I’m in the lobby of Marie Callender’s trying not to collapse on the hostess after a weeklong stint of food poisoning induced fasting when a man in a preppy suit and what can only be described as a douchebag choker appears by my side. He must sense my desperation because suddenly his hand is on mine, and my mother and I are quickly ushered to a table within staggering distance. I’m grateful, as such chivalry has saved me the trouble of turning off the hearing aids of all the geezers in the waiting area in order to steal their place in line.
Mystery man hands me a menu and without looking I order two blended margaritas, ignoring the empty stomach issue and hoping they’ll serve as an adult smoothie appetizer. Anything for starving girl! he laughs, and heads to the bar with a wink.
“He’s so flirting with you,” my mom grins.
“Cool, maybe he’ll make my drinks faster.”
For the rest of the meal choker dude lingers at our table, offering refills and condiments and overly personal details about his exciting life in Santa Cruz. I make the appropriate uh huhs and head nods but am busy caressing the sexy burger in front of me because, hi, priorities. Mama Edwards, however, is in fine form. Each question about my hobbies and interests is deflected with stories of her own hippie days over Highway 17, and questionable compliments on his questionable attire. His eyes flit back and forth between us, assessing the situation. On one side of the table: a doe eyed 22 year old, easily pleased by immediate gratification, yet more interested in making out with a turkey patty than a manager at a mediocre restaurant chain. On the other: a slightly more seasoned cougar dressed in clothing from the teen section, with a charming smile and a tendency to make physical contact at any opportunity. Eventually his eyes settle, and I’m left in peace.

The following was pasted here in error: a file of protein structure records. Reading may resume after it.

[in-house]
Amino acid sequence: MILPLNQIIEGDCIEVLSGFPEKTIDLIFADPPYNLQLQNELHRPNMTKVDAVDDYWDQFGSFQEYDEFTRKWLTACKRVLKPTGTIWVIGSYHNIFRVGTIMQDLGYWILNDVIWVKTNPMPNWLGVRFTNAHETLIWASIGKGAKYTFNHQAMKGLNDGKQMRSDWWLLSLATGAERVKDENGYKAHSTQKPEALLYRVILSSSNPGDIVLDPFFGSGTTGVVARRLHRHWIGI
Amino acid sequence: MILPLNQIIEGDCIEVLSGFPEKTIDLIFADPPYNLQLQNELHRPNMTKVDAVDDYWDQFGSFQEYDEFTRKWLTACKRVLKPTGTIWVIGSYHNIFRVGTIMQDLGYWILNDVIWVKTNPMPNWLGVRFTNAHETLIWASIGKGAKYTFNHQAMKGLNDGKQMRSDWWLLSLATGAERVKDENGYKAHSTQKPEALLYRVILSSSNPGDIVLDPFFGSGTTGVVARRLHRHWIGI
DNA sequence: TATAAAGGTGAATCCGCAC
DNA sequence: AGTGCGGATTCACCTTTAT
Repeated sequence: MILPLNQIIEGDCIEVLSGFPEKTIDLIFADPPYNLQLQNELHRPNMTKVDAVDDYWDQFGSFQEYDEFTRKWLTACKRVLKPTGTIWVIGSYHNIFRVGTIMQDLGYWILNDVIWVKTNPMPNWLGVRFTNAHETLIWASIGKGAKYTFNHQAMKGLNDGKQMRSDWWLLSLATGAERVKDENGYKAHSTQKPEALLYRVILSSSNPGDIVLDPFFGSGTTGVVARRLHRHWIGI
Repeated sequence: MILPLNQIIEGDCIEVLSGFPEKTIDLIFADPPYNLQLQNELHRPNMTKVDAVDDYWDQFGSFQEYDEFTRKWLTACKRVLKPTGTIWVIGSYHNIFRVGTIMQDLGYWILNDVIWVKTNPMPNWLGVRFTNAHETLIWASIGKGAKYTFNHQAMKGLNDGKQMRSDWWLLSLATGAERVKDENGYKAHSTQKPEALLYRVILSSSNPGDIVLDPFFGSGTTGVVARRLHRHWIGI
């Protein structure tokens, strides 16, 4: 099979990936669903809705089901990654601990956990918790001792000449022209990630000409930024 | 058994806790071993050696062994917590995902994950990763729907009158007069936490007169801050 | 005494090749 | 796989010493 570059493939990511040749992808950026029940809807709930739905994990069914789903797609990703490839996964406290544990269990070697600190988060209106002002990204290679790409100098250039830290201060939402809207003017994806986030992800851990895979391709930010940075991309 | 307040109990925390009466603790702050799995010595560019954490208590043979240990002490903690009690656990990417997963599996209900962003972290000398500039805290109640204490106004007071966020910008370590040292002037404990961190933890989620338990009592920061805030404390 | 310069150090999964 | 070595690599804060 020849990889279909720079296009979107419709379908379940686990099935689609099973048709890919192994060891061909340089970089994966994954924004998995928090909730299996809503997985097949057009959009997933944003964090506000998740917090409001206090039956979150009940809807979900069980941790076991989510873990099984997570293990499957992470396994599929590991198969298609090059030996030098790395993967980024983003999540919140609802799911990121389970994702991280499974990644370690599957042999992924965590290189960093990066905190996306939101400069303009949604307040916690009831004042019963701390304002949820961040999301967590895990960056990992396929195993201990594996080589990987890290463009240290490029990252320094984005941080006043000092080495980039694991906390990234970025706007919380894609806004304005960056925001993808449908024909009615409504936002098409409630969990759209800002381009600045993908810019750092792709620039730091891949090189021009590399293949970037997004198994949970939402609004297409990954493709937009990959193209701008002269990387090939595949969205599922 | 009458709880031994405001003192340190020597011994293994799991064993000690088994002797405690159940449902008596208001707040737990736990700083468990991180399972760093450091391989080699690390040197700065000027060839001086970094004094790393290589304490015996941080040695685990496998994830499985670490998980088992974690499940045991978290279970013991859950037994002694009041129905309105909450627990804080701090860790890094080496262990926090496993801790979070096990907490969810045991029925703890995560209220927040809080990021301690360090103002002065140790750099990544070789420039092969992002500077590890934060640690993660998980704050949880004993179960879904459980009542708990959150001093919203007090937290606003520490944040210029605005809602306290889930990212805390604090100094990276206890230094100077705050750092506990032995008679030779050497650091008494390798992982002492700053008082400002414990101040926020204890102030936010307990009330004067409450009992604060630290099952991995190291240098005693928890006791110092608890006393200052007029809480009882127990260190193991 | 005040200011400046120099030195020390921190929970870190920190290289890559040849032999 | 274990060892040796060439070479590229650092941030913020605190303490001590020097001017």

This is OK with me for two reasons:
1. I already have access to incredible foreign deck.
2. The only perk to hitching my wagon to a manager at Marie Callender’s is the free pie, and I don’t have the self-control for that kind of glory.
I’m no stranger to the “Are you two sisters?” pickup. My mom is beautiful and embarrassingly cool, and she owns it. I’m not brown bagging my head anytime soon, but I haven’t had the years of practice finessing my sparkling personality yet. She has enough confidence for the both of us, and I’ve never felt the need to cultivate my own. I milk the quiet, blushing daughter angle and let her take the reins, as it usually ends in free food or favors and Saturday night plans, and everybody wins.
What’s frustrating is that I tend to resent her ability to dazzle anyone in her wake. My eyes probably have permanent damage from excessive rolling, and I’ve always wondered what it’d be like to have a role model who didn’t consider blue sparkle eye shadow to be a daily staple. In elementary school I pouted as other girls lined up to hug her legs and count the hundreds of shiny bracelets on her wrists. I’ve spent far too many extra minutes in the car waiting for the gas station attendant to stop professing his love. I don’t even bother asking about her latest soul mate because I don’t have the patience. But just as I’m plugging my ears to avoid her latest boyfriend(s) drama, she tells me I’m such an amazing daughter. That I’m gorgeous, smart, funny, [insert gushy parental terminology here], etc. I then get a wonderful sensation of overwhelming guilt, as she’s always been my biggest cheerleader, mini skirt included. She has nothing but immense—sometimes suffocating—love pouring out of her, and I’m over here all butt hurt because I inherited her hips but not the guts to shake ‘em. It’s not her fault I’m a late blooming wallflower. It’s not her fault I put her on a pedestal and refuse to climb up there myself. Although, it would be nice if I couldn’t see up her short dresses while chillin’ down below.
If for some godforsaken reason I was interested in manager man, I wouldn’t know the first thing about stealing his attention back. You’d think watching the master at work would have taught me a thing or two about captivating males out in the wild, but I’ve got nothin’. I’m not sure if it’s because I’m uncomfortable trying mating material in front of the woman who birthed me, or if it’s because I’m worried any suitor I meet may secretly harbor a kinky mother-daughter fantasy. Either way, I’m not sure I’m ready to blossom just yet. I bet my dad is incredibly pleased that the combination of her overpowering personality and my inability to flirt serves as the best birth control a parent could ever ask for.
By the end of the meal the man has finally disappeared, and we walk ourselves to the door. My mom shrugs and says, “He was nice. Too old for either of us, though.”
He was 32. Oh, the therapy.